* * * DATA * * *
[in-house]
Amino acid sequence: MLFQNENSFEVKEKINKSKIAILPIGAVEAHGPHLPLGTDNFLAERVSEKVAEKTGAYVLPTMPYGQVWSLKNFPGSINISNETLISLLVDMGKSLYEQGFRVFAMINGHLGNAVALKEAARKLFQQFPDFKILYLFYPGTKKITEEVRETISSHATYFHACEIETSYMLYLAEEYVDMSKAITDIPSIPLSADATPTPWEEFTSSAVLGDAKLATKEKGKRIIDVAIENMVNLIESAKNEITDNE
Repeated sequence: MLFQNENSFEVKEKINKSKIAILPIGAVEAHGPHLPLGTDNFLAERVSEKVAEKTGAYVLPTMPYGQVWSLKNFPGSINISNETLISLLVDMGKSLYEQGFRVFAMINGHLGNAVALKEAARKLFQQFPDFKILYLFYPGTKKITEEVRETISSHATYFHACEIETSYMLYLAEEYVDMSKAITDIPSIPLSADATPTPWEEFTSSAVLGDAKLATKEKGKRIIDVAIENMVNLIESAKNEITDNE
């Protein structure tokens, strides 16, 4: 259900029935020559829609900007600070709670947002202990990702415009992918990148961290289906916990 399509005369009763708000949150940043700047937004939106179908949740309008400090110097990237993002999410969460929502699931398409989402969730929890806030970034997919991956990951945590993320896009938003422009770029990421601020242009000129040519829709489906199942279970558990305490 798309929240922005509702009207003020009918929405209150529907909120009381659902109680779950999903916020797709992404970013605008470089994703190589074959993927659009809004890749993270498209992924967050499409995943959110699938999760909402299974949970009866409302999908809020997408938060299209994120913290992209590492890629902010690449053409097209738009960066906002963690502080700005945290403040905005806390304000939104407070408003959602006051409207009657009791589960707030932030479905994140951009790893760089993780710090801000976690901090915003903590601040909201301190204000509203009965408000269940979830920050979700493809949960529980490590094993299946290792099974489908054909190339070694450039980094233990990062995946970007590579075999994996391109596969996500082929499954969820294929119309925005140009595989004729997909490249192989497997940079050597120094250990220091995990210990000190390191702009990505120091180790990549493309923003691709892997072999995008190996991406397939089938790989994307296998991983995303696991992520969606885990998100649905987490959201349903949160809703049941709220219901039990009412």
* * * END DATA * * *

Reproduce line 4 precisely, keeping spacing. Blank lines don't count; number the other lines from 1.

């Protein structure tokens, strides 16, 4: 259900029935020559829609900007600070709670947002202990990702415009992918990148961290289906916990 399509005369009763708000949150940043700047937004939106179908949740309008400090110097990237993002999410969460929502699931398409989402969730929890806030970034997919991956990951945590993320896009938003422009770029990421601020242009000129040519829709489906199942279970558990305490 798309929240922005509702009207003020009918929405209150529907909120009381659902109680779950999903916020797709992404970013605008470089994703190589074959993927659009809004890749993270498209992924967050499409995943959110699938999760909402299974949970009866409302999908809020997408938060299209994120913290992209590492890629902010690449053409097209738009960066906002963690502080700005945290403040905005806390304000939104407070408003959602006051409207009657009791589960707030932030479905994140951009790893760089993780710090801000976690901090915003903590601040909201301190204000509203009965408000269940979830920050979700493809949960529980490590094993299946290792099974489908054909190339070694450039980094233990990062995946970007590579075999994996391109596969996500082929499954969820294929119309925005140009595989004729997909490249192989497997940079050597120094250990220091995990210990000190390191702009990505120091180790990549493309923003691709892997072999995008190996991406397939089938790989994307296998991983995303696991992520969606885990998100649905987490959201349903949160809703049941709220219901039990009412």